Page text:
The nature of the cloud, whereby you can scale up and down easily and just pay for what you use, also means that you don’t have to make huge up-front investments to shift your organisation towards a more integrated approach to communications. Richard Atkinson, chief information officer for the world’s largest fundraising platform JustGiving, advises companies simply to try out cloud for collaboration where they can instead of focusing too much on creating a cumbersome strategy.
JustGiving is using Salesforce to collaborate with charities in the cloud, allowing it to on-board new partners and to manage those relationships on a global basis.
“People feel the burden of having to create a strategy; it creates the connotation that the strategy you set now has to be valid for the next five years. And people start to think about how we as IT professionals used to buy systems, when we did buy them on five-year deals and we felt that lock-in. I’d advise companies to just try some stuff.
“The wonderful thing about the cloud is that the entry level is very cheap; don’t think you’re making a decision you’re going to have to live with for five years. It’s a more agile way of thinking.”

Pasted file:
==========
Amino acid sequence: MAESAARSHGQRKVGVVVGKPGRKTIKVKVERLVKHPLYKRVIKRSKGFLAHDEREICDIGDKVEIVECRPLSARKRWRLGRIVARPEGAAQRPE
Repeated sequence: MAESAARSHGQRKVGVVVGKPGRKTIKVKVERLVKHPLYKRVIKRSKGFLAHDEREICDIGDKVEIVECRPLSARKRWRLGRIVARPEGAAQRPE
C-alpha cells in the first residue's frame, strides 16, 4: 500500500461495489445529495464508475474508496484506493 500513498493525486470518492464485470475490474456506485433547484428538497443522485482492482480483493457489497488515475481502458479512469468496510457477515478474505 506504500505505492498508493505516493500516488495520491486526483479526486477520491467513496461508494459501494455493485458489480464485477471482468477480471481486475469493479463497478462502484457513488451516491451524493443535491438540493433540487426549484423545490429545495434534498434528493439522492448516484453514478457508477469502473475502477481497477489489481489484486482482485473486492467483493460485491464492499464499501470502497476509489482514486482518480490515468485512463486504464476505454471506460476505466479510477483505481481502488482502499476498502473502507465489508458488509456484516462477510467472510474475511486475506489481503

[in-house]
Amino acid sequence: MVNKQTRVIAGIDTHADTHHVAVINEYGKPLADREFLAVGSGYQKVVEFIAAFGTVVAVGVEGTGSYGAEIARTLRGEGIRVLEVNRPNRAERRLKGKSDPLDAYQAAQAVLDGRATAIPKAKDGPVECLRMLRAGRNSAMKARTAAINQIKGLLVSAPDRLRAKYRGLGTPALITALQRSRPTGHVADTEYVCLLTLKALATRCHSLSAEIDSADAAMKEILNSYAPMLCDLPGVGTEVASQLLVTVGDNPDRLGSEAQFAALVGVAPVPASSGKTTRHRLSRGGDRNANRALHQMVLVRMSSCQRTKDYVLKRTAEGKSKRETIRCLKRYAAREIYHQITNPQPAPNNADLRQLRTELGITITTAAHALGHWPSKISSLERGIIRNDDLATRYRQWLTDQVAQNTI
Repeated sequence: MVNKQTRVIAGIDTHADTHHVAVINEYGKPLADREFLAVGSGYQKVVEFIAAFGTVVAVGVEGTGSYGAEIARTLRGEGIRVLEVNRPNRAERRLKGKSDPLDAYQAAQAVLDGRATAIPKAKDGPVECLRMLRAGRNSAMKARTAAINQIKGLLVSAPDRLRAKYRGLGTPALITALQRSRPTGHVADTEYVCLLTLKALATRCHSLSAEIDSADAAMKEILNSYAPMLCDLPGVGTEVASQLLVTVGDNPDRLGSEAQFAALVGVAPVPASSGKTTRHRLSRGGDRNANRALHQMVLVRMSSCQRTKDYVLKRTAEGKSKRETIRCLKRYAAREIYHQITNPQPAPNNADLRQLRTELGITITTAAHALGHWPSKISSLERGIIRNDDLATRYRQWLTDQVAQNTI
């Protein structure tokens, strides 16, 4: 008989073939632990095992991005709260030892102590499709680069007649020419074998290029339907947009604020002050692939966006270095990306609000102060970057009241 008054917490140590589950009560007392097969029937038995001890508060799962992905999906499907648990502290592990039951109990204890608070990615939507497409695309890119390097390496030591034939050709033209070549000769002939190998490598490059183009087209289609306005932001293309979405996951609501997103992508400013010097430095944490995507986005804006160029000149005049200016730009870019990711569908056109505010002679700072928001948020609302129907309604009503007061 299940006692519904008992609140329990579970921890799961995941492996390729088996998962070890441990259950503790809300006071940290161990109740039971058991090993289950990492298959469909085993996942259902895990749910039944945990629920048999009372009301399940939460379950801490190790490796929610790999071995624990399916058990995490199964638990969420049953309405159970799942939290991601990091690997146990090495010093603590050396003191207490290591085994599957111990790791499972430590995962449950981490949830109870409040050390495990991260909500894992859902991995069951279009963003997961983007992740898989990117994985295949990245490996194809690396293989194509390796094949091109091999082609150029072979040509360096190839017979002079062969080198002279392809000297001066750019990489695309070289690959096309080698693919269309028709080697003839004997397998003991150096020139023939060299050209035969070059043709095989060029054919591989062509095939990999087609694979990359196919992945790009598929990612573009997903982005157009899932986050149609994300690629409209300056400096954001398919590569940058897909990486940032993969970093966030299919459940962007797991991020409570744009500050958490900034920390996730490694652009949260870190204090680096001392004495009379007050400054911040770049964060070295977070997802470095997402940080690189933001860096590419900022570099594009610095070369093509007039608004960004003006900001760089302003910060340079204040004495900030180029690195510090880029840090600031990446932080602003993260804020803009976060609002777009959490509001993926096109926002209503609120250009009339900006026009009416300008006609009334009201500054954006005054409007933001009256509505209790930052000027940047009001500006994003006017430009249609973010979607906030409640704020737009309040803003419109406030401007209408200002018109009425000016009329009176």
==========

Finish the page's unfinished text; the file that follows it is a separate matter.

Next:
However, shifting from using telephone calls and e-mail to do business, to an always-on, unified communications platform distributed across a number of real-time channels can create some cultural challenges and cause some resistance among employees.
Mike Wilkinson, vice president of product marketing at Broadsoft, a global provider of unified communications and collaboration services, advises that his most successful customers are the ones who identify a champion to promote the benefits of cloud across their business.
“Make sure you have a champion who is responsible for the propagation of the cloud service within the organisation – that’s one of the most critical aspects. If there’s nobody who’s the owner of the service, you run into more issues,” says Mr Wilkinson.
“Make sure there is a process of user-training and user-understanding. The best way of achieving success is ensuring you have a champion within the organisation who is working with the cloud provider to push it through the company. What we do with a lot of our customers is produce a very large range of tutorials that help them use all the various systems, which really increases adoption.”